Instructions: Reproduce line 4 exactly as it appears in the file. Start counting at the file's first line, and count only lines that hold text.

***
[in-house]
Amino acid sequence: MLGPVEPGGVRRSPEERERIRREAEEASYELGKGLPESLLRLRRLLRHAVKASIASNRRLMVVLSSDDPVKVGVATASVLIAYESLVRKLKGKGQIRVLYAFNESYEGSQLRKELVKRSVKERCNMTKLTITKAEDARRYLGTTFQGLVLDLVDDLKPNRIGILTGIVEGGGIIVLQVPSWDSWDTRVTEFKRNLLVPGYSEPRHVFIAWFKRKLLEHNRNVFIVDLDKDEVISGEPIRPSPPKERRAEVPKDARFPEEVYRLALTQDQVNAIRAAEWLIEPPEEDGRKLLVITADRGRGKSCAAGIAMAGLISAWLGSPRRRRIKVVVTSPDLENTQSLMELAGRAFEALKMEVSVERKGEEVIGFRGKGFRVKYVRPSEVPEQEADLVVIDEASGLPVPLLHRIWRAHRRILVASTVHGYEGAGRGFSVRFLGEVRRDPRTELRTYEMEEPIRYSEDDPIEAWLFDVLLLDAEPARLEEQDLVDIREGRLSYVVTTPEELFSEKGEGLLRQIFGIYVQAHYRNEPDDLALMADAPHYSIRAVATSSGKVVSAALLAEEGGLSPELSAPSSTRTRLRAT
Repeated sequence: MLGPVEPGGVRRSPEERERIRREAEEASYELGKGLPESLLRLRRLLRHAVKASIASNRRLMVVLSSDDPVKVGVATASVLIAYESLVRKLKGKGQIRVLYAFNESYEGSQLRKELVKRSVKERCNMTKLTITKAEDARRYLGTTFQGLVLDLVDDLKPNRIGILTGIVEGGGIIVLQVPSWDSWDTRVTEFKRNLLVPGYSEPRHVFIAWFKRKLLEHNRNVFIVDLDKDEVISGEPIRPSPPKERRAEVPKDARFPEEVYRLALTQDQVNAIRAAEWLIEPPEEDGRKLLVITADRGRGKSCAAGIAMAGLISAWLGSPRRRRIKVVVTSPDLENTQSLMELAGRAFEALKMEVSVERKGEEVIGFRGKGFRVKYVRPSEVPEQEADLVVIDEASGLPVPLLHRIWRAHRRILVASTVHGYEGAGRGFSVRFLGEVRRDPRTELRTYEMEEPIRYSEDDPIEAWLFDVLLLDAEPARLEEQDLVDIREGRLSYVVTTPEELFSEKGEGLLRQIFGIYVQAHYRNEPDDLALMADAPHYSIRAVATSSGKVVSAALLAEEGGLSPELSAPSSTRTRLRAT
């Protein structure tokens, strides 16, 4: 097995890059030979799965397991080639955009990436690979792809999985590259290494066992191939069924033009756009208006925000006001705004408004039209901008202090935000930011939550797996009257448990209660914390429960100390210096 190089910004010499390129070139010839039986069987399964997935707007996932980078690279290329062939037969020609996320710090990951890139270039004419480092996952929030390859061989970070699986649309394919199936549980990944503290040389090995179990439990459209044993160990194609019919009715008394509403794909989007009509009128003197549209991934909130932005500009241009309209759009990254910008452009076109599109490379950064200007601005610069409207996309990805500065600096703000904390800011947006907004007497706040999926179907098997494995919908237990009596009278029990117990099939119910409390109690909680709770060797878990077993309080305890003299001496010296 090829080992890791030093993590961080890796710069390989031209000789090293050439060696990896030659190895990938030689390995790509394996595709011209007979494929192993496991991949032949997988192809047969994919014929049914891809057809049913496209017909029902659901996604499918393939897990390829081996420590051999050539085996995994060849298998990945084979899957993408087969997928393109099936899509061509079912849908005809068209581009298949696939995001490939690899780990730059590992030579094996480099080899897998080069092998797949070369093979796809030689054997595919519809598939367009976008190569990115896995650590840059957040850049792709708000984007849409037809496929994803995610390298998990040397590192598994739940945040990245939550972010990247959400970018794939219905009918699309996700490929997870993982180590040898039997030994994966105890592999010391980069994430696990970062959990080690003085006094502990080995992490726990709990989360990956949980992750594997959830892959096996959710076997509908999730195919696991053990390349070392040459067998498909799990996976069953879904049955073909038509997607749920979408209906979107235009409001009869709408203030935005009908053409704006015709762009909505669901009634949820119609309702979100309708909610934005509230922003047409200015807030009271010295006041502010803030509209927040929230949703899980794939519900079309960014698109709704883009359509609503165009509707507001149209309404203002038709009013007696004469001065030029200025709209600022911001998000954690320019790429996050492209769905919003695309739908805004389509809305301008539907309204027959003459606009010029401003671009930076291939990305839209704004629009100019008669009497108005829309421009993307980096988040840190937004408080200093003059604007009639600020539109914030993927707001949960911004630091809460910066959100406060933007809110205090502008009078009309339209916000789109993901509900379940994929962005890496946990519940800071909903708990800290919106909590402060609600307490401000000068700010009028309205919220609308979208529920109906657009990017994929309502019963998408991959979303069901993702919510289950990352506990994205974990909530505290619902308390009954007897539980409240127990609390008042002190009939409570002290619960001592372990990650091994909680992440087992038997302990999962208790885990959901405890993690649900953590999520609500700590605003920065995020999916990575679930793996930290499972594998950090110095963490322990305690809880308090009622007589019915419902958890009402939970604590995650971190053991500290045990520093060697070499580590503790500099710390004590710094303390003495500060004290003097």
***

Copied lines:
């Protein structure tokens, strides 16, 4: 097995890059030979799965397991080639955009990436690979792809999985590259290494066992191939069924033009756009208006925000006001705004408004039209901008202090935000930011939550797996009257448990209660914390429960100390210096 190089910004010499390129070139010839039986069987399964997935707007996932980078690279290329062939037969020609996320710090990951890139270039004419480092996952929030390859061989970070699986649309394919199936549980990944503290040389090995179990439990459209044993160990194609019919009715008394509403794909989007009509009128003197549209991934909130932005500009241009309209759009990254910008452009076109599109490379950064200007601005610069409207996309990805500065600096703000904390800011947006907004007497706040999926179907098997494995919908237990009596009278029990117990099939119910409390109690909680709770060797878990077993309080305890003299001496010296 090829080992890791030093993590961080890796710069390989031209000789090293050439060696990896030659190895990938030689390995790509394996595709011209007979494929192993496991991949032949997988192809047969994919014929049914891809057809049913496209017909029902659901996604499918393939897990390829081996420590051999050539085996995994060849298998990945084979899957993408087969997928393109099936899509061509079912849908005809068209581009298949696939995001490939690899780990730059590992030579094996480099080899897998080069092998797949070369093979796809030689054997595919519809598939367009976008190569990115896995650590840059957040850049792709708000984007849409037809496929994803995610390298998990040397590192598994739940945040990245939550972010990247959400970018794939219905009918699309996700490929997870993982180590040898039997030994994966105890592999010391980069994430696990970062959990080690003085006094502990080995992490726990709990989360990956949980992750594997959830892959096996959710076997509908999730195919696991053990390349070392040459067998498909799990996976069953879904049955073909038509997607749920979408209906979107235009409001009869709408203030935005009908053409704006015709762009909505669901009634949820119609309702979100309708909610934005509230922003047409200015807030009271010295006041502010803030509209927040929230949703899980794939519900079309960014698109709704883009359509609503165009509707507001149209309404203002038709009013007696004469001065030029200025709209600022911001998000954690320019790429996050492209769905919003695309739908805004389509809305301008539907309204027959003459606009010029401003671009930076291939990305839209704004629009100019008669009497108005829309421009993307980096988040840190937004408080200093003059604007009639600020539109914030993927707001949960911004630091809460910066959100406060933007809110205090502008009078009309339209916000789109993901509900379940994929962005890496946990519940800071909903708990800290919106909590402060609600307490401000000068700010009028309205919220609308979208529920109906657009990017994929309502019963998408991959979303069901993702919510289950990352506990994205974990909530505290619902308390009954007897539980409240127990609390008042002190009939409570002290619960001592372990990650091994909680992440087992038997302990999962208790885990959901405890993690649900953590999520609500700590605003920065995020999916990575679930793996930290499972594998950090110095963490322990305690809880308090009622007589019915419902958890009402939970604590995650971190053991500290045990520093060697070499580590503790500099710390004590710094303390003495500060004290003097």